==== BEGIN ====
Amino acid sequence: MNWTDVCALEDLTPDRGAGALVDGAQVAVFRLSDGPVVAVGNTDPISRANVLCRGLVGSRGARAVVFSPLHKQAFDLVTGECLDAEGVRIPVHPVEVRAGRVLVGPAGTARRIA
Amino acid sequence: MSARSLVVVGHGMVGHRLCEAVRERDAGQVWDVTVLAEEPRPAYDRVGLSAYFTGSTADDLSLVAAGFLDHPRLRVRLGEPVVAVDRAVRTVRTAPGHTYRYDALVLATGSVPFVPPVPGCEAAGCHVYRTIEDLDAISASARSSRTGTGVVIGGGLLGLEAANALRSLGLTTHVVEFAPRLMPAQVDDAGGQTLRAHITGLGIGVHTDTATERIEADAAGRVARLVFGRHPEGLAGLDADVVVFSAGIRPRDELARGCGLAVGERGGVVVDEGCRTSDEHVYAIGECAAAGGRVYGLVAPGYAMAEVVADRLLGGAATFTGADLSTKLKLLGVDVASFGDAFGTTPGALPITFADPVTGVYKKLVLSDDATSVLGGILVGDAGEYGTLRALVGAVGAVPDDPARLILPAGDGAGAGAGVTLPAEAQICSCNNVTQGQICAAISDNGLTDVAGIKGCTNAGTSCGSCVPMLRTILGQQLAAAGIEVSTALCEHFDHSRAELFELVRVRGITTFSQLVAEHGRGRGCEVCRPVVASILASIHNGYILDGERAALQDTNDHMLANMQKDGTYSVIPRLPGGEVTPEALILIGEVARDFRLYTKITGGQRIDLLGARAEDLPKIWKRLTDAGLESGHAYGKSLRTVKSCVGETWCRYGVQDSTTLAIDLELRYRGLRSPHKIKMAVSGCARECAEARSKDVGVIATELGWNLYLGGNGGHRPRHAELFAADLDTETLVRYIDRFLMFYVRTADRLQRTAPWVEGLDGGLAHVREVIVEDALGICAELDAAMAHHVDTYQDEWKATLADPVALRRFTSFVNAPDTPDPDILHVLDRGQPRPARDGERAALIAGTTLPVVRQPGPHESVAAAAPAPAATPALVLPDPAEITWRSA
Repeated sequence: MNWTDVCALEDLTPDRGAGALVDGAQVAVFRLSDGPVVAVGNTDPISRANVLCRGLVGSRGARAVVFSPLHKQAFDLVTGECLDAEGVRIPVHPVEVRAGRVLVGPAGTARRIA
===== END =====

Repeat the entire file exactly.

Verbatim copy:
Amino acid sequence: MNWTDVCALEDLTPDRGAGALVDGAQVAVFRLSDGPVVAVGNTDPISRANVLCRGLVGSRGARAVVFSPLHKQAFDLVTGECLDAEGVRIPVHPVEVRAGRVLVGPAGTARRIA
Amino acid sequence: MSARSLVVVGHGMVGHRLCEAVRERDAGQVWDVTVLAEEPRPAYDRVGLSAYFTGSTADDLSLVAAGFLDHPRLRVRLGEPVVAVDRAVRTVRTAPGHTYRYDALVLATGSVPFVPPVPGCEAAGCHVYRTIEDLDAISASARSSRTGTGVVIGGGLLGLEAANALRSLGLTTHVVEFAPRLMPAQVDDAGGQTLRAHITGLGIGVHTDTATERIEADAAGRVARLVFGRHPEGLAGLDADVVVFSAGIRPRDELARGCGLAVGERGGVVVDEGCRTSDEHVYAIGECAAAGGRVYGLVAPGYAMAEVVADRLLGGAATFTGADLSTKLKLLGVDVASFGDAFGTTPGALPITFADPVTGVYKKLVLSDDATSVLGGILVGDAGEYGTLRALVGAVGAVPDDPARLILPAGDGAGAGAGVTLPAEAQICSCNNVTQGQICAAISDNGLTDVAGIKGCTNAGTSCGSCVPMLRTILGQQLAAAGIEVSTALCEHFDHSRAELFELVRVRGITTFSQLVAEHGRGRGCEVCRPVVASILASIHNGYILDGERAALQDTNDHMLANMQKDGTYSVIPRLPGGEVTPEALILIGEVARDFRLYTKITGGQRIDLLGARAEDLPKIWKRLTDAGLESGHAYGKSLRTVKSCVGETWCRYGVQDSTTLAIDLELRYRGLRSPHKIKMAVSGCARECAEARSKDVGVIATELGWNLYLGGNGGHRPRHAELFAADLDTETLVRYIDRFLMFYVRTADRLQRTAPWVEGLDGGLAHVREVIVEDALGICAELDAAMAHHVDTYQDEWKATLADPVALRRFTSFVNAPDTPDPDILHVLDRGQPRPARDGERAALIAGTTLPVVRQPGPHESVAAAAPAPAATPALVLPDPAEITWRSA
Repeated sequence: MNWTDVCALEDLTPDRGAGALVDGAQVAVFRLSDGPVVAVGNTDPISRANVLCRGLVGSRGARAVVFSPLHKQAFDLVTGECLDAEGVRIPVHPVEVRAGRVLVGPAGTARRIA